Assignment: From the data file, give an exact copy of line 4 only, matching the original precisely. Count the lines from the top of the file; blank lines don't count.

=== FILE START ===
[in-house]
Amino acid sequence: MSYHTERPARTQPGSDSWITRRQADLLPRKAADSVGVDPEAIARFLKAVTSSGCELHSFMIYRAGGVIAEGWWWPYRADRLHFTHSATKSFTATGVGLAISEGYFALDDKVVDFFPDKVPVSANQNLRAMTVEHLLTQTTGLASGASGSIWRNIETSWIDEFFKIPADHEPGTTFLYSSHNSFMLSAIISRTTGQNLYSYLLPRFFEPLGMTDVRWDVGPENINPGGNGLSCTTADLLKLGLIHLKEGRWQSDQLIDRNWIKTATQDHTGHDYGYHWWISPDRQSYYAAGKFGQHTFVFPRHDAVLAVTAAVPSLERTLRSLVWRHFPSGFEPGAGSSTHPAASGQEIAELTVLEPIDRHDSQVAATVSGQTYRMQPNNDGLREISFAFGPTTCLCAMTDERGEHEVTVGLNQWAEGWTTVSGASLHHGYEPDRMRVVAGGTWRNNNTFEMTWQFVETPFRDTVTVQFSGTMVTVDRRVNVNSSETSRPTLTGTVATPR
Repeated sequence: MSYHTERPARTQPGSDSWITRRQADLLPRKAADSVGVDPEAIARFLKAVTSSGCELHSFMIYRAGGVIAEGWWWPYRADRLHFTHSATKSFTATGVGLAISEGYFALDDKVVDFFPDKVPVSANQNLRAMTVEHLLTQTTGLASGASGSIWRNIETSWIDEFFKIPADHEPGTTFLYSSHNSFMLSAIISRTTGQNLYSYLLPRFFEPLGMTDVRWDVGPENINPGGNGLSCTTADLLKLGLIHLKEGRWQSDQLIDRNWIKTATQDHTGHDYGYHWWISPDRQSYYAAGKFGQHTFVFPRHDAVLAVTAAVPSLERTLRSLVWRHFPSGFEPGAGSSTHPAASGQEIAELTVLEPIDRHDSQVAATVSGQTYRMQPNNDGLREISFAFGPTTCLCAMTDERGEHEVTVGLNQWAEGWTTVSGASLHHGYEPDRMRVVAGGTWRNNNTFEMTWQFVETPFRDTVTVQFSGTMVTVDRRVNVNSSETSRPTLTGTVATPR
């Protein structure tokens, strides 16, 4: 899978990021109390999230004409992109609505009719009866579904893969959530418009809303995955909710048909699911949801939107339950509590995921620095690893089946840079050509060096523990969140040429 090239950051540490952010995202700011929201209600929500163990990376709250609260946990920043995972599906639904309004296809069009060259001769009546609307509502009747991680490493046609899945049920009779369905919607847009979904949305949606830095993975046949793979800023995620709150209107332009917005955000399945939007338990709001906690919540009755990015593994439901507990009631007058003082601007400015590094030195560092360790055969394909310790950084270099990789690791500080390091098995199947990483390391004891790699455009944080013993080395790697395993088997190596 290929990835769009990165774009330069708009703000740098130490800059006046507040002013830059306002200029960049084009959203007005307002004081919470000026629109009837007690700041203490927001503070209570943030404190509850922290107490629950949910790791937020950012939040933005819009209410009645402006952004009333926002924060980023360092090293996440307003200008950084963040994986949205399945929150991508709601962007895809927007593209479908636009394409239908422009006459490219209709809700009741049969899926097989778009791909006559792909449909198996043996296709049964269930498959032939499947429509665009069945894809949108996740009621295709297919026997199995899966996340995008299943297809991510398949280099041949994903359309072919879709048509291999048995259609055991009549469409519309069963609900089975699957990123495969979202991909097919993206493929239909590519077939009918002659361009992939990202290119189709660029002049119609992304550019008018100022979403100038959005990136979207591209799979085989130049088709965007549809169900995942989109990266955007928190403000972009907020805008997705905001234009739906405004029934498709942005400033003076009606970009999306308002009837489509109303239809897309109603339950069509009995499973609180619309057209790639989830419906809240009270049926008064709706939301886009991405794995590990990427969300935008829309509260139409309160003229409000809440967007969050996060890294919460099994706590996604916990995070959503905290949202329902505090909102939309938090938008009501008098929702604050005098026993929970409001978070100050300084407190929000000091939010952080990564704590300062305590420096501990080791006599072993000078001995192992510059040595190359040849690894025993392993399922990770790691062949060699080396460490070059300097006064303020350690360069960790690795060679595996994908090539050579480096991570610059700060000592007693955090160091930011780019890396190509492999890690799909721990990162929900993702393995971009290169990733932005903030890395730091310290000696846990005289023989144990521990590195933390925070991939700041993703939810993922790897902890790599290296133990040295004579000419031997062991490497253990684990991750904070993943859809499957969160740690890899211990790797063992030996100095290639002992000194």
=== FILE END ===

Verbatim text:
């Protein structure tokens, strides 16, 4: 899978990021109390999230004409992109609505009719009866579904893969959530418009809303995955909710048909699911949801939107339950509590995921620095690893089946840079050509060096523990969140040429 090239950051540490952010995202700011929201209600929500163990990376709250609260946990920043995972599906639904309004296809069009060259001769009546609307509502009747991680490493046609899945049920009779369905919607847009979904949305949606830095993975046949793979800023995620709150209107332009917005955000399945939007338990709001906690919540009755990015593994439901507990009631007058003082601007400015590094030195560092360790055969394909310790950084270099990789690791500080390091098995199947990483390391004891790699455009944080013993080395790697395993088997190596 290929990835769009990165774009330069708009703000740098130490800059006046507040002013830059306002200029960049084009959203007005307002004081919470000026629109009837007690700041203490927001503070209570943030404190509850922290107490629950949910790791937020950012939040933005819009209410009645402006952004009333926002924060980023360092090293996440307003200008950084963040994986949205399945929150991508709601962007895809927007593209479908636009394409239908422009006459490219209709809700009741049969899926097989778009791909006559792909449909198996043996296709049964269930498959032939499947429509665009069945894809949108996740009621295709297919026997199995899966996340995008299943297809991510398949280099041949994903359309072919879709048509291999048995259609055991009549469409519309069963609900089975699957990123495969979202991909097919993206493929239909590519077939009918002659361009992939990202290119189709660029002049119609992304550019008018100022979403100038959005990136979207591209799979085989130049088709965007549809169900995942989109990266955007928190403000972009907020805008997705905001234009739906405004029934498709942005400033003076009606970009999306308002009837489509109303239809897309109603339950069509009995499973609180619309057209790639989830419906809240009270049926008064709706939301886009991405794995590990990427969300935008829309509260139409309160003229409000809440967007969050996060890294919460099994706590996604916990995070959503905290949202329902505090909102939309938090938008009501008098929702604050005098026993929970409001978070100050300084407190929000000091939010952080990564704590300062305590420096501990080791006599072993000078001995192992510059040595190359040849690894025993392993399922990770790691062949060699080396460490070059300097006064303020350690360069960790690795060679595996994908090539050579480096991570610059700060000592007693955090160091930011780019890396190509492999890690799909721990990162929900993702393995971009290169990733932005903030890395730091310290000696846990005289023989144990521990590195933390925070991939700041993703939810993922790897902890790599290296133990040295004579000419031997062991490497253990684990991750904070993943859809499957969160740690890899211990790797063992030996100095290639002992000194």